Here's the best TLDR you'll read all day (thought it's all worth it):
I live in one of the wealthiest neighborhoods in the country ... Halloween isn’t a social service or a charity in which I have to buy candy for less fortunate children. Obviously this makes me feel like a terrible person, because what’s the big deal about making less fortunate kids happy on a holiday?
— Halloween for the 99 Percent
... Your whine makes me kind of wish that people from the actual poor side of town come this year not with scary costumes but with real pitchforks. Stop being callous and miserly and go to Costco, you cheapskate, and get enough candy to fill the bags of the kids who come one day a year to marvel at how the 1 percent live.
I love this SO much.
For me, Halloween is an era frozen in time. I grew up in a neighborhood that was scary enough every other night of the year, and where the number of houses offering candy sufficiently withered to where I never trick-or-treated there again after age 7. (That year, I landed two tiny bags of Red Hots and a fun-size Butterfinger from two houses. You remember that sort of thing at an age where you don't yet have real problems.) After that, the emphasis was on having trick-or-treaters visit my grandparents' house (and occasionally mine next door). My grandfather had rigged a PA system into a plastic pumpkin he'd hang from his front awning. The light inside the pumpkin would dim ominously when we spoke into the microphone. Kids loved it so much that they followed that glowing beacon every year in droves, even though we were the only house on that entire block offering candy (and we were halfway down that block). I grew to enjoy watching kids' reactions to our words from a discreet spot behind the blinds, or holding the microphone looking like a creepy TV host upon opening the door. These days, I would have filmed the delighted reactions on my smartphone.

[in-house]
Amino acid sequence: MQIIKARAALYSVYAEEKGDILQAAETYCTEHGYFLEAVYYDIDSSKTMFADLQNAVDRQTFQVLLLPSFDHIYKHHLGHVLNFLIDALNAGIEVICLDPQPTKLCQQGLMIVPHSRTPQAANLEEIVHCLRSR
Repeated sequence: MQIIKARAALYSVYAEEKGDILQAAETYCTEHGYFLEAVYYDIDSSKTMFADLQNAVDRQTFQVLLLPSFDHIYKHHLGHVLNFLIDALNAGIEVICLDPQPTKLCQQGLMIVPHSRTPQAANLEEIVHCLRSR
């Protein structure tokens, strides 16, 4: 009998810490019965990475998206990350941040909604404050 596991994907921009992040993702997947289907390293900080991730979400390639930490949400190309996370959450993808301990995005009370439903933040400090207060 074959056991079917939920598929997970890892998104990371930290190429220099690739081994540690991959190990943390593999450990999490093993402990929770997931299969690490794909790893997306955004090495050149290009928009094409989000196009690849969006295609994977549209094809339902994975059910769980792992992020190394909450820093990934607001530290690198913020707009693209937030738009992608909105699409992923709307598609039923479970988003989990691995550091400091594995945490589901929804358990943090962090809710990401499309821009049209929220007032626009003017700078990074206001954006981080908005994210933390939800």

I only went trick-or-treating twice after age 7: once at the mall when I was 9, and again at either 14 or 15 when we took my little sister, then 4 or 5, to another neighborhood across town — not a rich one, but one plentiful with candy.
For us, this wasn't a pitchfork thing; it was a way to introduce a little girl to the fun of Halloween, something she could not experience in her own neighborhood. No one fussed, and I like to think that it was because the residents were nice people. But it probably didn't hurt that it looked like we belonged there.
Rich suburbanites complaining about trick-or-treaters is remarkably petty and hilarious in a "can you believe human beings think like this?" way. Treats are not expensive (after all, we bought plenty of snacks in our pumpkin-PA days), and who cares whose kids you're giving it to? We didn't request photo IDs from our visitors, though that sounds exactly like something these people would get behind.
As the economic divide gets worse in America, the wealthier among us are retreating more and more to outlying and/or gated communities (full disclosure: I live in a gated apartment complex, because most of them are gated here, but the gate annoys me, and anyway I am riffraff). One of the consequences of this is that different income brackets are interacting less and less, engendering fear, anger and distrust on all sides. For those on the extremes, Halloween could serve as a sort of social equalizer, if only for a couple of hours. Families who travel to better neighborhoods to trick-or-treat are looking to provide a better experience for the children. Those who live in such neighborhoods would be wise not to turn it into a lesson in affluent arrogance.
To quote Hank Hill: "Trick. Or. Treat. Trick. Or. Treat."